American Civil Liberties Union lawsuit complains about TSA searches of phones and laptops

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The American Civil Liberties Union (ACLU) has filed a lawsuit against the TSA, asking for details to be released about the policies governing searches carried out on phones and laptops on domestic flights.

There have been a number of complaints recently from passengers unhappy with the fact that their devices have been searched without any reason being given. Concerns are mounting about invasion of privacy, hence the ACLU's interest in finding out precisely why the searches are being carried out.

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A spokesman for the TSA denied anything sinister was happening: "TSA does not search the contents of electronic devices." But this statement seems to be at odds with reports from some travelers who say they have been told to unlock their electronic devices to allow officials to review text messages, social media accounts and more.

These are actions the ACLU describes as "not based on probable cause or reasonable suspicion, but perhaps based on impermissible factors."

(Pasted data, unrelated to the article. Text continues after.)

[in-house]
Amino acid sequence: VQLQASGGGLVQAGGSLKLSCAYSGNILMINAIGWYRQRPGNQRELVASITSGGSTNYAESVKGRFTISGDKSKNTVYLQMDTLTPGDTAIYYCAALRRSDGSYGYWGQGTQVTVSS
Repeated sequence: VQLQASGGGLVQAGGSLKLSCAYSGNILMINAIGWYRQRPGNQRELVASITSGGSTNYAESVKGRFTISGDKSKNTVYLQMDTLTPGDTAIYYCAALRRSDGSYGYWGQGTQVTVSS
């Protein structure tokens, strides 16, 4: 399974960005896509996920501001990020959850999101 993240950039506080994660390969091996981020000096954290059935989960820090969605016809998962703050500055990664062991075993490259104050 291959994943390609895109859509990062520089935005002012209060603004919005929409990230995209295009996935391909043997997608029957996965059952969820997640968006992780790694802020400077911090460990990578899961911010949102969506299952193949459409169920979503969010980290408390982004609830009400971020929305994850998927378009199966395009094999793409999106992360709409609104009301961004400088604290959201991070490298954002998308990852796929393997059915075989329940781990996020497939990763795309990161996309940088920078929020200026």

Speaking to the Guardian, staff attorney Vasudha Talla said that the searches could also be invasions of privacy:

We've received reports of passengers on purely domestic flights having their phones and laptops searched, and the takeaway is that TSA has been taking these items from people without providing any reason why. The search of an electronic device has the potential to be highly invasive and cover the most personal details about a person.

While travelers on international flights have become fairly accustomed to at least the possibility of these searches, it's a very more recent issue for people on domestic flights. There does not appear to be an obvious pattern to the searches, but those whom the TSA -- or Customs and Border Protection (CBP) -- show an interest in are routinely not given a reason for the interest shown in them.

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